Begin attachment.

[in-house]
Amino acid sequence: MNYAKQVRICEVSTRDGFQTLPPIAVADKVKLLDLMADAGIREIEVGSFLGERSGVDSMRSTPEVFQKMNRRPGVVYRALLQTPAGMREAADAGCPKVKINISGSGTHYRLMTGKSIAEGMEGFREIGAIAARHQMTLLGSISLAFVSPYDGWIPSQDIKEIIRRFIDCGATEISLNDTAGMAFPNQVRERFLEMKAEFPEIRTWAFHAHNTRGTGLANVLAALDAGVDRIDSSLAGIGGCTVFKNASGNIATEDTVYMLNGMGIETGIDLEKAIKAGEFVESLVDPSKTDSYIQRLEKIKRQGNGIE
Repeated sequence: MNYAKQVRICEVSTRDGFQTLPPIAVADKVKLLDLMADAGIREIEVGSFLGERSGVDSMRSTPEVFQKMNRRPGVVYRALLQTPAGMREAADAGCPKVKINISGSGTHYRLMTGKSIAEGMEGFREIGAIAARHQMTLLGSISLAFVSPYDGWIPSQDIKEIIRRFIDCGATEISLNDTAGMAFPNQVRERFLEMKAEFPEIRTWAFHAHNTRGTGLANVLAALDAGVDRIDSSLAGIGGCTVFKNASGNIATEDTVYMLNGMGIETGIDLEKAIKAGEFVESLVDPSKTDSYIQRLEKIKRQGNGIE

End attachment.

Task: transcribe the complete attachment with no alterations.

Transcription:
[in-house]
Amino acid sequence: MNYAKQVRICEVSTRDGFQTLPPIAVADKVKLLDLMADAGIREIEVGSFLGERSGVDSMRSTPEVFQKMNRRPGVVYRALLQTPAGMREAADAGCPKVKINISGSGTHYRLMTGKSIAEGMEGFREIGAIAARHQMTLLGSISLAFVSPYDGWIPSQDIKEIIRRFIDCGATEISLNDTAGMAFPNQVRERFLEMKAEFPEIRTWAFHAHNTRGTGLANVLAALDAGVDRIDSSLAGIGGCTVFKNASGNIATEDTVYMLNGMGIETGIDLEKAIKAGEFVESLVDPSKTDSYIQRLEKIKRQGNGIE
Repeated sequence: MNYAKQVRICEVSTRDGFQTLPPIAVADKVKLLDLMADAGIREIEVGSFLGERSGVDSMRSTPEVFQKMNRRPGVVYRALLQTPAGMREAADAGCPKVKINISGSGTHYRLMTGKSIAEGMEGFREIGAIAARHQMTLLGSISLAFVSPYDGWIPSQDIKEIIRRFIDCGATEISLNDTAGMAFPNQVRERFLEMKAEFPEIRTWAFHAHNTRGTGLANVLAALDAGVDRIDSSLAGIGGCTVFKNASGNIATEDTVYMLNGMGIETGIDLEKAIKAGEFVESLVDPSKTDSYIQRLEKIKRQGNGIE